Even in areas and domains where deep learning excels, simpler approaches are worth examining.
A while back I noted that there are several considerations when evaluating machine learning models:
Accuracy is the main objective and a lot of effort goes towards raising it. But in practice tradeoffs have to be made, and other considerations play a role in model selection. Speed (to train/score) is important if the model is to be used in production. Interpretability is critical if a model has to be explained for transparency reasons (“black-boxes” are always an option, but are opaque by definition). Simplicity is important for practical reasons: if a model has “too many knobs to tune” and optimizations have to be done manually, it might be too involved to build and maintain it in production.
While deep learning has emerged as a technique capable of producing state-of-the-art results across several domains and types of data it’s far from the optimal choice in some situations. Simple techniques can sometimes produce comparable results and they register better along the other dimensions listed above (interpretability and speed).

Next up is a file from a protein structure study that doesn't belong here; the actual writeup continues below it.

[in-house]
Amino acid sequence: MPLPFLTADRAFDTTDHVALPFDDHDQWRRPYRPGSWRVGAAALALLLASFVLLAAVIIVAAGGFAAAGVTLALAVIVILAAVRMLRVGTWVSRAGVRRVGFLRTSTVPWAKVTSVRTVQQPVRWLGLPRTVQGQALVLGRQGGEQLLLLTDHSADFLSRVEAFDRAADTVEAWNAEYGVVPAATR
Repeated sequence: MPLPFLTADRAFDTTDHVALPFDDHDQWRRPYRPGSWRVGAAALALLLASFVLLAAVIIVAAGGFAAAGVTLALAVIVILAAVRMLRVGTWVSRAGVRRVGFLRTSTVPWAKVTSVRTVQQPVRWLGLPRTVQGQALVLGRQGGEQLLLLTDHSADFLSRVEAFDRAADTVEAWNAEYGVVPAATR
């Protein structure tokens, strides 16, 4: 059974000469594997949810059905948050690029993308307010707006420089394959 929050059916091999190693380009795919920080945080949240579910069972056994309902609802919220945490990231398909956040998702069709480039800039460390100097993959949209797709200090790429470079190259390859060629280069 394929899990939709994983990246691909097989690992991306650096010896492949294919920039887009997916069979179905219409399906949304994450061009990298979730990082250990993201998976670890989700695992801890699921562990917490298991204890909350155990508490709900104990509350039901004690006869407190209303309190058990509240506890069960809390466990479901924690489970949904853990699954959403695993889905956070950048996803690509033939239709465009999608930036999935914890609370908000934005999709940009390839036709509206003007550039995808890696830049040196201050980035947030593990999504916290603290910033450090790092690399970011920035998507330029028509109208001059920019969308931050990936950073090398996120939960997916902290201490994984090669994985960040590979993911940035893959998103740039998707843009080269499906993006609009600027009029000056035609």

A few weeks ago I tweeted a few examples where simpler approaches outperformed deep learning (or in the case of the last tweet, bag-of-words + CNNs outperforming RNNs). These examples struck a chord which prompted me to collect them into a post. It also got me thinking that I should solicit similar examples from my readers: so please leave your favorite example in the comments below, and I will update this post with the best suggestions.
TTIC on Sentence Embeddings: Simple word averaging beats LSTM models https://t.co/LTzZtWrdgG #ai #deeplearning pic.twitter.com/OqR1zIeT2L
— Ben Lorica (@bigdata) April 24, 2016
Count-based language models can be competitive with neural networks (@Facebook #AI research) https://t.co/ogYc79c6KQ pic.twitter.com/fWEqLlIApF
— Ben Lorica (@bigdata) April 25, 2016
Simple bag-of-words suffice 👍 you don't need RNNs for visual Q&A (@Facebook #AI research) https://t.co/PNtRw4tr56 pic.twitter.com/4vW1mwhwPv
— Ben Lorica (@bigdata) April 23, 2016